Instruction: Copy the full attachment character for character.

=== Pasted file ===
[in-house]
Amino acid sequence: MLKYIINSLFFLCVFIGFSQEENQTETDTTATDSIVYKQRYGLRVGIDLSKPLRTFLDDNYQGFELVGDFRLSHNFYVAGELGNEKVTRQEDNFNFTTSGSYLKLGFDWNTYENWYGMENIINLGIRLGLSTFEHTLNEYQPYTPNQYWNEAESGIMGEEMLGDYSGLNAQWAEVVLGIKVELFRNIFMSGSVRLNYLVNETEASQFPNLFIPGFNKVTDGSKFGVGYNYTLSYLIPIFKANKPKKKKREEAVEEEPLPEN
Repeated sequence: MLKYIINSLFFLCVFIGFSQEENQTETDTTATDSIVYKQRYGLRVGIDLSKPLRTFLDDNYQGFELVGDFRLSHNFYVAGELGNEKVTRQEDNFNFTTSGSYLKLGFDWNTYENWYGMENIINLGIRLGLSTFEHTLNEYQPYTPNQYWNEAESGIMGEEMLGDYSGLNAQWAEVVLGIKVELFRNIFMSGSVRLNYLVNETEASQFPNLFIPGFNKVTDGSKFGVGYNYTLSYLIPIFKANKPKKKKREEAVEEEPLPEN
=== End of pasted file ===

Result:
[in-house]
Amino acid sequence: MLKYIINSLFFLCVFIGFSQEENQTETDTTATDSIVYKQRYGLRVGIDLSKPLRTFLDDNYQGFELVGDFRLSHNFYVAGELGNEKVTRQEDNFNFTTSGSYLKLGFDWNTYENWYGMENIINLGIRLGLSTFEHTLNEYQPYTPNQYWNEAESGIMGEEMLGDYSGLNAQWAEVVLGIKVELFRNIFMSGSVRLNYLVNETEASQFPNLFIPGFNKVTDGSKFGVGYNYTLSYLIPIFKANKPKKKKREEAVEEEPLPEN
Repeated sequence: MLKYIINSLFFLCVFIGFSQEENQTETDTTATDSIVYKQRYGLRVGIDLSKPLRTFLDDNYQGFELVGDFRLSHNFYVAGELGNEKVTRQEDNFNFTTSGSYLKLGFDWNTYENWYGMENIINLGIRLGLSTFEHTLNEYQPYTPNQYWNEAESGIMGEEMLGDYSGLNAQWAEVVLGIKVELFRNIFMSGSVRLNYLVNETEASQFPNLFIPGFNKVTDGSKFGVGYNYTLSYLIPIFKANKPKKKKREEAVEEEPLPEN